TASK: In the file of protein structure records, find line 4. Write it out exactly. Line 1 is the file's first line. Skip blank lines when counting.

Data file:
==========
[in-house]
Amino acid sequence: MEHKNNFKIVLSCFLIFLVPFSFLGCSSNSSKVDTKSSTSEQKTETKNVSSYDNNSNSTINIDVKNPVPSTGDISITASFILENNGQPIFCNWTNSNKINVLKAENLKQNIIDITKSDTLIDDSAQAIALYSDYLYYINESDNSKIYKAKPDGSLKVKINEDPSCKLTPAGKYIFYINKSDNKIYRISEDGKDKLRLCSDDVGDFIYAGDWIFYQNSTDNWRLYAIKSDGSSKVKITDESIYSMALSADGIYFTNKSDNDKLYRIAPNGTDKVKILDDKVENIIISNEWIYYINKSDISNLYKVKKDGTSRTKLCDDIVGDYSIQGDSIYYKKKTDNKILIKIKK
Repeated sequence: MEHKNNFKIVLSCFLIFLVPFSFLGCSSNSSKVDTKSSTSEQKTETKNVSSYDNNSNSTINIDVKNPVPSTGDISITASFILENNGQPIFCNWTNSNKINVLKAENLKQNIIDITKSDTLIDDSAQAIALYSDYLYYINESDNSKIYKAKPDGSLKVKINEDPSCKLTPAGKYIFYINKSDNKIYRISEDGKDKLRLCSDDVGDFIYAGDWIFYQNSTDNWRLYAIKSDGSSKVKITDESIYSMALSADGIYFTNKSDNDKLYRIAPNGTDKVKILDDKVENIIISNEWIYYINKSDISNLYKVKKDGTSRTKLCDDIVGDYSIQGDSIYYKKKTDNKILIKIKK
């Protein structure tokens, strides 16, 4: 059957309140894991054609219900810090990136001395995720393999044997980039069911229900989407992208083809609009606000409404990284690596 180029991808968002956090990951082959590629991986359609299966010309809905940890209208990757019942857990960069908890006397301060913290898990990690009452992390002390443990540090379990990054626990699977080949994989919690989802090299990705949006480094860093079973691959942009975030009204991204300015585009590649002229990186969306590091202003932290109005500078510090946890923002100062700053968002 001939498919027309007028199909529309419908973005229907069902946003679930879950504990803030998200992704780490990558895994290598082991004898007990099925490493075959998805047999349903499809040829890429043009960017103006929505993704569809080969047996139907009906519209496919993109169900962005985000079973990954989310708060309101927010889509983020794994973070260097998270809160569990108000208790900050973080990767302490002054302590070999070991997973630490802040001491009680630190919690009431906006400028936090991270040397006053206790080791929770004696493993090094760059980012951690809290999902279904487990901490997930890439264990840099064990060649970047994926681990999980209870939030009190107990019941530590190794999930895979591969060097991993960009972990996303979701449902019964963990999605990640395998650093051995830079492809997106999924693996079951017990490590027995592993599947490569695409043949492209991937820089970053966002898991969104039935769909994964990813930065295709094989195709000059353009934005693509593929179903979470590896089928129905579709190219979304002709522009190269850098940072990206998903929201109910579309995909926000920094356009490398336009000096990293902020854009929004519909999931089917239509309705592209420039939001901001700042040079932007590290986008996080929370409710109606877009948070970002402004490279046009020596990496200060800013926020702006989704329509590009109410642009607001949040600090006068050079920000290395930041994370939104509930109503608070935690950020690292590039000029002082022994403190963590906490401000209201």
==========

């Protein structure tokens, strides 16, 4: 059957309140894991054609219900810090990136001395995720393999044997980039069911229900989407992208083809609009606000409404990284690596 180029991808968002956090990951082959590629991986359609299966010309809905940890209208990757019942857990960069908890006397301060913290898990990690009452992390002390443990540090379990990054626990699977080949994989919690989802090299990705949006480094860093079973691959942009975030009204991204300015585009590649002229990186969306590091202003932290109005500078510090946890923002100062700053968002 001939498919027309007028199909529309419908973005229907069902946003679930879950504990803030998200992704780490990558895994290598082991004898007990099925490493075959998805047999349903499809040829890429043009960017103006929505993704569809080969047996139907009906519209496919993109169900962005985000079973990954989310708060309101927010889509983020794994973070260097998270809160569990108000208790900050973080990767302490002054302590070999070991997973630490802040001491009680630190919690009431906006400028936090991270040397006053206790080791929770004696493993090094760059980012951690809290999902279904487990901490997930890439264990840099064990060649970047994926681990999980209870939030009190107990019941530590190794999930895979591969060097991993960009972990996303979701449902019964963990999605990640395998650093051995830079492809997106999924693996079951017990490590027995592993599947490569695409043949492209991937820089970053966002898991969104039935769909994964990813930065295709094989195709000059353009934005693509593929179903979470590896089928129905579709190219979304002709522009190269850098940072990206998903929201109910579309995909926000920094356009490398336009000096990293902020854009929004519909999931089917239509309705592209420039939001901001700042040079932007590290986008996080929370409710109606877009948070970002402004490279046009020596990496200060800013926020702006989704329509590009109410642009607001949040600090006068050079920000290395930041994370939104509930109503608070935690950020690292590039000029002082022994403190963590906490401000209201």